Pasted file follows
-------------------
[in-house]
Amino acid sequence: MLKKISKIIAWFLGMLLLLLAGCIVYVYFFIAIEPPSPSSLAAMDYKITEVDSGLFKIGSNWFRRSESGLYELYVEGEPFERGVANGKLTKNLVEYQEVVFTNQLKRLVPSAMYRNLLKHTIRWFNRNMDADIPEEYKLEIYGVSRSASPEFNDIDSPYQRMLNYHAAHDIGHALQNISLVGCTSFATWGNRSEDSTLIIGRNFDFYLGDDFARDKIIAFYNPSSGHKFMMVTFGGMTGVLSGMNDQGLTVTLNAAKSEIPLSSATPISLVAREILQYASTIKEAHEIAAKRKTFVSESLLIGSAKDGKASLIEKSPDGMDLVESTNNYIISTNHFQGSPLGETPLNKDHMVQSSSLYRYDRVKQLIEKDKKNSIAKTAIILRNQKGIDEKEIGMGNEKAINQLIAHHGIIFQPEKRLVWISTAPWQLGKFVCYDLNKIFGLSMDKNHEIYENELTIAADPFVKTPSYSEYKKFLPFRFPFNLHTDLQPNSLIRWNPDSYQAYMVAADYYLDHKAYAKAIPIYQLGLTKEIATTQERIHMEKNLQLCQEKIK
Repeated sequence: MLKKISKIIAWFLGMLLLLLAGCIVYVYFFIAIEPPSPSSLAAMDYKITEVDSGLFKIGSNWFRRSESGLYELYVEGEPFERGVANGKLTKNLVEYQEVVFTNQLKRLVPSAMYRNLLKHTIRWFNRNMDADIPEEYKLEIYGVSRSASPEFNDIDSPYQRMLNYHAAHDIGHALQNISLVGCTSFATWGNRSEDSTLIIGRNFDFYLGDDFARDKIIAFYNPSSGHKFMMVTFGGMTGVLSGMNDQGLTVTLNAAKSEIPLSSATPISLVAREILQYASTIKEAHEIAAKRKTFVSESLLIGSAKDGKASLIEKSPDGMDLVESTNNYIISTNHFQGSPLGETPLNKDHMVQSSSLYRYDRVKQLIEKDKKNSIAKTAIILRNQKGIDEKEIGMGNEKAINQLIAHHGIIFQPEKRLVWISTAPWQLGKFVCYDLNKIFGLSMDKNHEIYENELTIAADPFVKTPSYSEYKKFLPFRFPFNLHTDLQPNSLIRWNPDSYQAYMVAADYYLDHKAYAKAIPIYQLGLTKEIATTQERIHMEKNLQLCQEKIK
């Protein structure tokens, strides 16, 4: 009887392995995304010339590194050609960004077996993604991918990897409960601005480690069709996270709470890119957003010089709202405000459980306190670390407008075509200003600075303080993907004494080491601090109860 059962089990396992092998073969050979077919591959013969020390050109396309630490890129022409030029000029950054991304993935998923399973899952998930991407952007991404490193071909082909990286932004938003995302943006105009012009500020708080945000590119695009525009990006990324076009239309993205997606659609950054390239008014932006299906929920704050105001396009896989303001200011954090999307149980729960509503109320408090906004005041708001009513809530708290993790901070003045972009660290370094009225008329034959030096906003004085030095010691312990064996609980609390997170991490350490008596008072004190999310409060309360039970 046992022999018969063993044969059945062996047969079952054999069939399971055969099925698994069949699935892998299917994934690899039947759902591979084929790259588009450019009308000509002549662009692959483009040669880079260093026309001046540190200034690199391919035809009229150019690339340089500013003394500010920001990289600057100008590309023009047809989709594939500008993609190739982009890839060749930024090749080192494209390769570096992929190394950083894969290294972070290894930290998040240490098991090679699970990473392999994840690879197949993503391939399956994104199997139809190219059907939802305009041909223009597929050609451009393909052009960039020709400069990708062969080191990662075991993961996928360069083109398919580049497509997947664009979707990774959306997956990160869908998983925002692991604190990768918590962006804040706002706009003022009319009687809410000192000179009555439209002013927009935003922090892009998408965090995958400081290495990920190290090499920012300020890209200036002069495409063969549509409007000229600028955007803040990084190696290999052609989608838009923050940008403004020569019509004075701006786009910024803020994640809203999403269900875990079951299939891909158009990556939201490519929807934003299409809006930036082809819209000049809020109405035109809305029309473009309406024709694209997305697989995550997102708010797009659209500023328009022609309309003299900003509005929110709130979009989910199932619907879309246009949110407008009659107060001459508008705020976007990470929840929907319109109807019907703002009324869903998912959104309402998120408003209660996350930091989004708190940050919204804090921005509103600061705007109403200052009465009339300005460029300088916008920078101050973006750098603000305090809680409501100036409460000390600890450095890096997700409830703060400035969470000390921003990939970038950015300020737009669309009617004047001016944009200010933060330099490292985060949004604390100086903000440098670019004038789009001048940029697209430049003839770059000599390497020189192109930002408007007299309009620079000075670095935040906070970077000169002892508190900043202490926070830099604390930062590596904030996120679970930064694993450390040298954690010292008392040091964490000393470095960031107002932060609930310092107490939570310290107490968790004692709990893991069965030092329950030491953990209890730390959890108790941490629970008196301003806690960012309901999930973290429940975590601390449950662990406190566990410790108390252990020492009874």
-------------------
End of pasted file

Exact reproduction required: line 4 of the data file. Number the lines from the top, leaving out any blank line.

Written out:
């Protein structure tokens, strides 16, 4: 009887392995995304010339590194050609960004077996993604991918990897409960601005480690069709996270709470890119957003010089709202405000459980306190670390407008075509200003600075303080993907004494080491601090109860 059962089990396992092998073969050979077919591959013969020390050109396309630490890129022409030029000029950054991304993935998923399973899952998930991407952007991404490193071909082909990286932004938003995302943006105009012009500020708080945000590119695009525009990006990324076009239309993205997606659609950054390239008014932006299906929920704050105001396009896989303001200011954090999307149980729960509503109320408090906004005041708001009513809530708290993790901070003045972009660290370094009225008329034959030096906003004085030095010691312990064996609980609390997170991490350490008596008072004190999310409060309360039970 046992022999018969063993044969059945062996047969079952054999069939399971055969099925698994069949699935892998299917994934690899039947759902591979084929790259588009450019009308000509002549662009692959483009040669880079260093026309001046540190200034690199391919035809009229150019690339340089500013003394500010920001990289600057100008590309023009047809989709594939500008993609190739982009890839060749930024090749080192494209390769570096992929190394950083894969290294972070290894930290998040240490098991090679699970990473392999994840690879197949993503391939399956994104199997139809190219059907939802305009041909223009597929050609451009393909052009960039020709400069990708062969080191990662075991993961996928360069083109398919580049497509997947664009979707990774959306997956990160869908998983925002692991604190990768918590962006804040706002706009003022009319009687809410000192000179009555439209002013927009935003922090892009998408965090995958400081290495990920190290090499920012300020890209200036002069495409063969549509409007000229600028955007803040990084190696290999052609989608838009923050940008403004020569019509004075701006786009910024803020994640809203999403269900875990079951299939891909158009990556939201490519929807934003299409809006930036082809819209000049809020109405035109809305029309473009309406024709694209997305697989995550997102708010797009659209500023328009022609309309003299900003509005929110709130979009989910199932619907879309246009949110407008009659107060001459508008705020976007990470929840929907319109109807019907703002009324869903998912959104309402998120408003209660996350930091989004708190940050919204804090921005509103600061705007109403200052009465009339300005460029300088916008920078101050973006750098603000305090809680409501100036409460000390600890450095890096997700409830703060400035969470000390921003990939970038950015300020737009669309009617004047001016944009200010933060330099490292985060949004604390100086903000440098670019004038789009001048940029697209430049003839770059000599390497020189192109930002408007007299309009620079000075670095935040906070970077000169002892508190900043202490926070830099604390930062590596904030996120679970930064694993450390040298954690010292008392040091964490000393470095960031107002932060609930310092107490939570310290107490968790004692709990893991069965030092329950030491953990209890730390959890108790941490629970008196301003806690960012309901999930973290429940975590601390449950662990406190566990410790108390252990020492009874």